Mobilicity, the beleaguered Canadian carrier looking to sell itself, last week announced that it had found a buyer through an auction it ran in December 2013. It turned out that the knight in shining armour was none other than TELUS which had already tried to buy it out twice before. Both previous attempts had been rebuffed by Industry Canada over concerns about “undue concentration” of spectrum licenses initially allotted to new entrants. It now appears that this third attempt by TELUS has ired the Canadian government to the point where it has threatened to exclude it from the next spectrum auction if it does not stop looking to acquire Mobilicity.
According to an unnamed senior government source, “If Telus doesn’t drop efforts to acquire spectrum set aside for new entrants, the Harper government is prepared to change the rules of the upcoming wireless auction that could effectively bar Telus or any incumbent from acquiring that spectrum.” Another source added, “If companies like Telus think the government will allow them to stockpile spectrum that was set aside for a fourth player, and access new spectrum in future spectrum auctions, they are kidding themselves.”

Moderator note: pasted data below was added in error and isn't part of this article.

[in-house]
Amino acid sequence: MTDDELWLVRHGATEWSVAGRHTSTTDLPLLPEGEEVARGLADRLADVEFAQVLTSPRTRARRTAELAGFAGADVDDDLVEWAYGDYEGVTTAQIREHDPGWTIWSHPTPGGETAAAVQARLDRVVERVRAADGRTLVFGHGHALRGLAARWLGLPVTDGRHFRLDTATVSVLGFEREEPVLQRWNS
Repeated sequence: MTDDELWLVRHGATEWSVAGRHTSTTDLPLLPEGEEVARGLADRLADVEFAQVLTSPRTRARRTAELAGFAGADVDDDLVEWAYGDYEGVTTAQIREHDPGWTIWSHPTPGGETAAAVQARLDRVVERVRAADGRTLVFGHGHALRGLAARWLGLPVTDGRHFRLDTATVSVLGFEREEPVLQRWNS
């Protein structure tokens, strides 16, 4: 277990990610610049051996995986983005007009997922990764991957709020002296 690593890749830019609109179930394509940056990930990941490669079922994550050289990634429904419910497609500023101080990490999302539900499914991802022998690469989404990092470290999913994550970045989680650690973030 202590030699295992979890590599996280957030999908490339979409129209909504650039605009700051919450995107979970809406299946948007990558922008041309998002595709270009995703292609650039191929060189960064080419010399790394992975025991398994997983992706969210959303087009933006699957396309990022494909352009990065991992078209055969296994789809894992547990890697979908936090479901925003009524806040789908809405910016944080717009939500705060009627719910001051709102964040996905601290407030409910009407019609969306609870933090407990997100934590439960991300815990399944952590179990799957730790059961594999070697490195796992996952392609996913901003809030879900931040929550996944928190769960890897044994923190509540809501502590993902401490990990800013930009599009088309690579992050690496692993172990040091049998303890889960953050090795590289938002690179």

Industry Minister James Moore is expected to make an announcement about the latest TELUS bid for Mobilicity in the near future. Sources have told The Globe and Mail that the deal will be rejected. Should the deal be rejected, TELUS could well take its battle to court, effectively tying up Mobilicity’s spectrum licenses for years. To prevent that, it is considering barring TELUS from the next spectrum auction.
Canada’s 2500MHz spectrum auction is set to start in April 2015. With both Bell and Rogers already near their caps for spectrum in many regions, the auction could be an opportunity for TELUS to acquire significant new spectrum. If the Canadian government changes the rules, TELUS could lose out on this opportunity.
It’s clear that the Canadian government has not given up on its plan to “support more choice in our wireless market while putting the interests of consumers first.”
Source : The Globe and Mail